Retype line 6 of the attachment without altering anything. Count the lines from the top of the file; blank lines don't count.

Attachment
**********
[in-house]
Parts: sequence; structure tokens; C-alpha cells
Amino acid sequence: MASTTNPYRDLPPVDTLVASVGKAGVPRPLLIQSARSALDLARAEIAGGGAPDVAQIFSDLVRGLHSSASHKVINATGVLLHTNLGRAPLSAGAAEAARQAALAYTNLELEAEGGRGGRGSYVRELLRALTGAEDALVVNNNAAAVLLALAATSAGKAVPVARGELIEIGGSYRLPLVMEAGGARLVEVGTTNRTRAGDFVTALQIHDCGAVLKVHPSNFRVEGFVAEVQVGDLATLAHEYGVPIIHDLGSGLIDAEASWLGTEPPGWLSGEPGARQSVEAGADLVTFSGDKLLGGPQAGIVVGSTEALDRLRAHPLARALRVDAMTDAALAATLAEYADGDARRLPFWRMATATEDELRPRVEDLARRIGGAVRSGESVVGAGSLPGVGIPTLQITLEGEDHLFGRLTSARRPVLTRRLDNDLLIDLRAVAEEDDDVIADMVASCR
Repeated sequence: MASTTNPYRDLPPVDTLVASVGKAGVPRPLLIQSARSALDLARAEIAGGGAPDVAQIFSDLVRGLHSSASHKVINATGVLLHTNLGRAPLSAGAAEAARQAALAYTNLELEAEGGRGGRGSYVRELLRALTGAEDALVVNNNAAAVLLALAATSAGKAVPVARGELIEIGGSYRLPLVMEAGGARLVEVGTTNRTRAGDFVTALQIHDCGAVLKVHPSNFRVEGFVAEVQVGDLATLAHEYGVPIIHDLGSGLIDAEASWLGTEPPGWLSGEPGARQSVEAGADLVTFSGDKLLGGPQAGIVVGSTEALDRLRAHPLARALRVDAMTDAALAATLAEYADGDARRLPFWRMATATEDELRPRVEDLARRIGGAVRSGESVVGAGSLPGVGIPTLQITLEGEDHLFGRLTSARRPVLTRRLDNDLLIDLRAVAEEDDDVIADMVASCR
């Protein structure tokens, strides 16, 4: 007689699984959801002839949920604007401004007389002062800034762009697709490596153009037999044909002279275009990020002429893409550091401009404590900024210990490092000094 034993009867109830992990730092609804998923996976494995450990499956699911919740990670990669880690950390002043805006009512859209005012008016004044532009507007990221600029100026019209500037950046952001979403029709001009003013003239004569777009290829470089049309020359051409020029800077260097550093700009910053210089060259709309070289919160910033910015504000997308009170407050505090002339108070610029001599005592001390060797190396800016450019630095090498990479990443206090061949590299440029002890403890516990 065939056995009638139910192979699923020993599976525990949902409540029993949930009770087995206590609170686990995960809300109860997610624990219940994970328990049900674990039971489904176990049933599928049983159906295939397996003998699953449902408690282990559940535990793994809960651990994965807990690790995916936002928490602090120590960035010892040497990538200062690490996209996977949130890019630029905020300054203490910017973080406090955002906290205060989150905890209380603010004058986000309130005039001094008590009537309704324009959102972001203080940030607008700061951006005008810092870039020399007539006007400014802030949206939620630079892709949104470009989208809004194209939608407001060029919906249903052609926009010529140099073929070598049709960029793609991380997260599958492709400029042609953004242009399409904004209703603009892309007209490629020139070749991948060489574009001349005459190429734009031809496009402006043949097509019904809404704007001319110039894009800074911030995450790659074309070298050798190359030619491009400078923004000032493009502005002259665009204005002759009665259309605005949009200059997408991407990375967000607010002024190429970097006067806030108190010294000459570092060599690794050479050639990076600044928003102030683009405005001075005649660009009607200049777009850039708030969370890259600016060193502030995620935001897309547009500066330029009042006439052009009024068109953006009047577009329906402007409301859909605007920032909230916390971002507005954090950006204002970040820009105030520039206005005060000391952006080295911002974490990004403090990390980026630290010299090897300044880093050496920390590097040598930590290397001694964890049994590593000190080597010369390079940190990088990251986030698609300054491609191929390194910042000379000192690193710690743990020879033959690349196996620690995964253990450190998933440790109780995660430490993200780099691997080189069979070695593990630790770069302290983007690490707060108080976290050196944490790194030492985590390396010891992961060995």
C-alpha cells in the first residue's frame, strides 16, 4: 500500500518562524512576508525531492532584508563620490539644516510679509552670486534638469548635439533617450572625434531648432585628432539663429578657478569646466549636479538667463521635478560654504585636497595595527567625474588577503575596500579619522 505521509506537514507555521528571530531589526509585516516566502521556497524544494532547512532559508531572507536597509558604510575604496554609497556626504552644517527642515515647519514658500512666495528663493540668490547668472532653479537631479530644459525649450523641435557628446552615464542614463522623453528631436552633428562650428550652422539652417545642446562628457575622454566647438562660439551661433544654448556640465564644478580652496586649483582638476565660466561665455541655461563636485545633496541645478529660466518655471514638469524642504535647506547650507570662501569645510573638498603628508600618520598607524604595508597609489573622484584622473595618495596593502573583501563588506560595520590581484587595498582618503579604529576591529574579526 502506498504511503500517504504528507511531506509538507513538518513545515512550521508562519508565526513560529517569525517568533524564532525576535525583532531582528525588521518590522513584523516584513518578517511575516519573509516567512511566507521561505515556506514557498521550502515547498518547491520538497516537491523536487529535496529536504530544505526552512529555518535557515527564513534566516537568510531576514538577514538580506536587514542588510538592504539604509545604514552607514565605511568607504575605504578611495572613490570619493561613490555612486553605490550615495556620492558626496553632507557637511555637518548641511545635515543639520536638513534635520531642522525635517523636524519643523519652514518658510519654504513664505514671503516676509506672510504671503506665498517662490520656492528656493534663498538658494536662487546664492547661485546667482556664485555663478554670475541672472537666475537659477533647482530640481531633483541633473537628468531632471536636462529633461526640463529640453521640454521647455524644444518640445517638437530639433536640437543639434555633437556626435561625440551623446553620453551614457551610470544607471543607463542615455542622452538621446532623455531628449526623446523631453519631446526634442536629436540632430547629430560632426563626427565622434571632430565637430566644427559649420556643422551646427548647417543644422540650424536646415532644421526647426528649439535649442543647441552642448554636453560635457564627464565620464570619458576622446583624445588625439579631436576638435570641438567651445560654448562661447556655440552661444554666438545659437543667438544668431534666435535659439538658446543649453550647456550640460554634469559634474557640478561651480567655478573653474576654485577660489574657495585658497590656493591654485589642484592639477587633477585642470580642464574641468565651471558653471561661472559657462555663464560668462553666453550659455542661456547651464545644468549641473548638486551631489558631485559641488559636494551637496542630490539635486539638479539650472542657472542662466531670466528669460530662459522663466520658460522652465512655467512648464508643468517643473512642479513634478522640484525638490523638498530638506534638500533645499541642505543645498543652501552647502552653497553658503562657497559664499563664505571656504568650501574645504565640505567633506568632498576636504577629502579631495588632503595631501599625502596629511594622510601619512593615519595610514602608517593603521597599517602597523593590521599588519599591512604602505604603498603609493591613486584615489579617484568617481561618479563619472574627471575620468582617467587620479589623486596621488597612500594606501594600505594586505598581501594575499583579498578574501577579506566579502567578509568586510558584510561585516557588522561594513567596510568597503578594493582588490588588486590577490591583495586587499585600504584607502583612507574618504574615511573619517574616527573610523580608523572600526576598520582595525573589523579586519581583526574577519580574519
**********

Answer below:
C-alpha cells in the first residue's frame, strides 16, 4: 500500500518562524512576508525531492532584508563620490539644516510679509552670486534638469548635439533617450572625434531648432585628432539663429578657478569646466549636479538667463521635478560654504585636497595595527567625474588577503575596500579619522 505521509506537514507555521528571530531589526509585516516566502521556497524544494532547512532559508531572507536597509558604510575604496554609497556626504552644517527642515515647519514658500512666495528663493540668490547668472532653479537631479530644459525649450523641435557628446552615464542614463522623453528631436552633428562650428550652422539652417545642446562628457575622454566647438562660439551661433544654448556640465564644478580652496586649483582638476565660466561665455541655461563636485545633496541645478529660466518655471514638469524642504535647506547650507570662501569645510573638498603628508600618520598607524604595508597609489573622484584622473595618495596593502573583501563588506560595520590581484587595498582618503579604529576591529574579526 502506498504511503500517504504528507511531506509538507513538518513545515512550521508562519508565526513560529517569525517568533524564532525576535525583532531582528525588521518590522513584523516584513518578517511575516519573509516567512511566507521561505515556506514557498521550502515547498518547491520538497516537491523536487529535496529536504530544505526552512529555518535557515527564513534566516537568510531576514538577514538580506536587514542588510538592504539604509545604514552607514565605511568607504575605504578611495572613490570619493561613490555612486553605490550615495556620492558626496553632507557637511555637518548641511545635515543639520536638513534635520531642522525635517523636524519643523519652514518658510519654504513664505514671503516676509506672510504671503506665498517662490520656492528656493534663498538658494536662487546664492547661485546667482556664485555663478554670475541672472537666475537659477533647482530640481531633483541633473537628468531632471536636462529633461526640463529640453521640454521647455524644444518640445517638437530639433536640437543639434555633437556626435561625440551623446553620453551614457551610470544607471543607463542615455542622452538621446532623455531628449526623446523631453519631446526634442536629436540632430547629430560632426563626427565622434571632430565637430566644427559649420556643422551646427548647417543644422540650424536646415532644421526647426528649439535649442543647441552642448554636453560635457564627464565620464570619458576622446583624445588625439579631436576638435570641438567651445560654448562661447556655440552661444554666438545659437543667438544668431534666435535659439538658446543649453550647456550640460554634469559634474557640478561651480567655478573653474576654485577660489574657495585658497590656493591654485589642484592639477587633477585642470580642464574641468565651471558653471561661472559657462555663464560668462553666453550659455542661456547651464545644468549641473548638486551631489558631485559641488559636494551637496542630490539635486539638479539650472542657472542662466531670466528669460530662459522663466520658460522652465512655467512648464508643468517643473512642479513634478522640484525638490523638498530638506534638500533645499541642505543645498543652501552647502552653497553658503562657497559664499563664505571656504568650501574645504565640505567633506568632498576636504577629502579631495588632503595631501599625502596629511594622510601619512593615519595610514602608517593603521597599517602597523593590521599588519599591512604602505604603498603609493591613486584615489579617484568617481561618479563619472574627471575620468582617467587620479589623486596621488597612500594606501594600505594586505598581501594575499583579498578574501577579506566579502567578509568586510558584510561585516557588522561594513567596510568597503578594493582588490588588486590577490591583495586587499585600504584607502583612507574618504574615511573619517574616527573610523580608523572600526576598520582595525573589523579586519581583526574577519580574519